DIY: How to Plaster Corners

Updated February 21, 2017

Plastering a room is not a difficult proposition if you know a few little tricks to help you through. One of the more difficult places to plaster is the corner of a room. The flat rectangular shape of a regular trowel is not conducive to working in corners. There is a specific tool that can be purchased that is designed specifically for this project. The corner trowel's blade is bent in a 90-degree angle and fits perfectly into a corner.

Load a small amount of plaster onto the hawk with the trowel. A hawk is an item that has a flat metal surface and a handle that plaster is placed on. This allows you to climb a ladder and keep a working amount of plaster with you.

Use the corner trowel to place a small amount of the plaster in the corner of the room. It can be difficult for the beginner to use the corner trowel to place the plaster from the hawk to the wall. If you do not feel comfortable using the corner trowel to apply the plaster to the corner to start, you can scoop a little section off of the plaster on the hawk and then set it in the corner with a flat trowel. From here, you can spread the plaster with the corner trowel.

Hold the corner trowel at either the bottom or top of the plaster and gently push up or down, depending on where you start. Make sure the point of the trowel is in the corner. It does not need to be firm since you are going to want to have a thin layer of plaster in the corner. Continue this process until the entire corner is plastered.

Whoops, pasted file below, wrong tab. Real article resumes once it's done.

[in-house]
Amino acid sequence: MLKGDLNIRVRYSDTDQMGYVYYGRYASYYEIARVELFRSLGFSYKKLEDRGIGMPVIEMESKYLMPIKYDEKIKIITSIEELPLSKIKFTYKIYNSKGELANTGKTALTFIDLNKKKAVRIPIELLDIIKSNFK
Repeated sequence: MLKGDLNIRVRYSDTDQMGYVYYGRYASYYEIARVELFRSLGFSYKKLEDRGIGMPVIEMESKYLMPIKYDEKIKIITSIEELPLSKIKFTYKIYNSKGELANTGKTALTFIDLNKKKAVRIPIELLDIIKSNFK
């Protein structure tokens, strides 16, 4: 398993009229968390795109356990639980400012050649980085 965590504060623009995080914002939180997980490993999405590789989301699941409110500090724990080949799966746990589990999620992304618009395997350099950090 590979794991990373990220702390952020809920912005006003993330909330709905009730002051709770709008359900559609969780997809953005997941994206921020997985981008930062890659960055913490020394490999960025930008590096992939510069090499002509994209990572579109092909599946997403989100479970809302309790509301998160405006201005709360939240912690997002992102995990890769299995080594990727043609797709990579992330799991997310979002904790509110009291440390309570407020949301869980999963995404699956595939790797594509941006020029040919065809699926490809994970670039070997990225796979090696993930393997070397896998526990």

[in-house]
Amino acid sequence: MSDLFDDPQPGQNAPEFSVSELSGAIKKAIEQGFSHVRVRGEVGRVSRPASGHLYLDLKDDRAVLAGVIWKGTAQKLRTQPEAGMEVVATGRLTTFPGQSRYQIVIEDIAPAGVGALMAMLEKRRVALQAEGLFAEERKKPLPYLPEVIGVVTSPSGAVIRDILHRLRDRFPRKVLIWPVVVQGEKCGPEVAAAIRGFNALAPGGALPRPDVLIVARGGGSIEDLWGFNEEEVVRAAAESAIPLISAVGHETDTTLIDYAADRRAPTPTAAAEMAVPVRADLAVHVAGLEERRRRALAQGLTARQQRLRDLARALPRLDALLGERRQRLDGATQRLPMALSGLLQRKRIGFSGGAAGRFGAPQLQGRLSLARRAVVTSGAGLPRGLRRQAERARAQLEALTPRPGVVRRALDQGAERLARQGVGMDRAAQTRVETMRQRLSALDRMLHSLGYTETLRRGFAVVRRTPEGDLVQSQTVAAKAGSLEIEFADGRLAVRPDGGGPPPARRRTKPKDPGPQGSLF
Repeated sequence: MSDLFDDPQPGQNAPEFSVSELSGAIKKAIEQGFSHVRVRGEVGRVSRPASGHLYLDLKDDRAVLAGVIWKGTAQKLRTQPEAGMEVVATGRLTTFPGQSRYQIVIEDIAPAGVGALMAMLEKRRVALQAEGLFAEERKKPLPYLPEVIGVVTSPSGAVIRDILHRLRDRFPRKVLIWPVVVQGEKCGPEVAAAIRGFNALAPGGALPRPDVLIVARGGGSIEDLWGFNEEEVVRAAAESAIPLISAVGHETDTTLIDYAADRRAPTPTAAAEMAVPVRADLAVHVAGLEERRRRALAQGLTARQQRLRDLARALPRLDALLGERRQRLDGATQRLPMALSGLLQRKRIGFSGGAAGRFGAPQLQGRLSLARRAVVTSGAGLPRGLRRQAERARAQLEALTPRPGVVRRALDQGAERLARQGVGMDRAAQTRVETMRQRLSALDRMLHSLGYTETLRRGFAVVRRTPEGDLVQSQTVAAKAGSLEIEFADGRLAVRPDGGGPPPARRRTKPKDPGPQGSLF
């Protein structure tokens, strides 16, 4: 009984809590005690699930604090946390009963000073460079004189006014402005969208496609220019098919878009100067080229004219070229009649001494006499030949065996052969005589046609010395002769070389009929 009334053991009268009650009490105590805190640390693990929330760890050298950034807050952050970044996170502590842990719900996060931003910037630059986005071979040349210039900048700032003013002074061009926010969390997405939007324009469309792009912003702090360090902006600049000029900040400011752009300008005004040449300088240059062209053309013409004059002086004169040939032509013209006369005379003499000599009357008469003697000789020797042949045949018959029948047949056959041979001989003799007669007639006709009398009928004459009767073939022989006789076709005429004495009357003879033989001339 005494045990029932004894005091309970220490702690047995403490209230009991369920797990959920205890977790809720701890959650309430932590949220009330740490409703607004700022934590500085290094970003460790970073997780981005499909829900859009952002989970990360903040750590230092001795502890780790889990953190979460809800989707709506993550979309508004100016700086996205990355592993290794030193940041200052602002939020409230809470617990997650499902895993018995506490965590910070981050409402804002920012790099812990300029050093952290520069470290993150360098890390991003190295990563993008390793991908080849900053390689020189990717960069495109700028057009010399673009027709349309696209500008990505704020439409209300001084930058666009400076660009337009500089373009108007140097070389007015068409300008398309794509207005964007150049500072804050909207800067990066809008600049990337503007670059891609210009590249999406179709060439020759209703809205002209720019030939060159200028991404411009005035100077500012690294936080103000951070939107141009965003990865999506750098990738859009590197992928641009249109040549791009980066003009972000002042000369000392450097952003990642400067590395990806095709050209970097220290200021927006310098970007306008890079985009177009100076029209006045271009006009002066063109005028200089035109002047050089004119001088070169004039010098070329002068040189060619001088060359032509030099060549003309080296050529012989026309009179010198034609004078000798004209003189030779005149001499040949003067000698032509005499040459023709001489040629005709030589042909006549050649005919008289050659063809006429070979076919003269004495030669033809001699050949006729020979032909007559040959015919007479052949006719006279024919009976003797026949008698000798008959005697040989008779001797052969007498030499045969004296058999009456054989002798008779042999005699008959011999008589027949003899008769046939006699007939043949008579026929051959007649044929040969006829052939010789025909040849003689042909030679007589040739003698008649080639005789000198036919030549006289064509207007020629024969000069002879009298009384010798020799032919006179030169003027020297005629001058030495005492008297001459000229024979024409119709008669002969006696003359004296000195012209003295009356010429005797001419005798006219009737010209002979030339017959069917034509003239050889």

Do not have a heavy hand when you using the trowel. The goal is to leave a layer about one eighth of an inch thick on the walls and the corner. Hold the corner trowel in your hand and place it in the corner when it does not have any plaster on it. Move it up and down in the corner this will help you learn how to use the trowel and also give you a feel for it.

Things You'll Need

  • Plaster
  • Hawk
  • Trowel
  • Corner Trowel
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About the Author

Philip Powe started writing in 1987 for St. Louis area newspapers. He has since written for "St. Clair County Historical Society Journal" and the "American Association of State and Local Historians Journal." Concentrations are in home and garden, philosophy and history. Powe holds a Master of Arts in intellectual history from Southern Illinois University.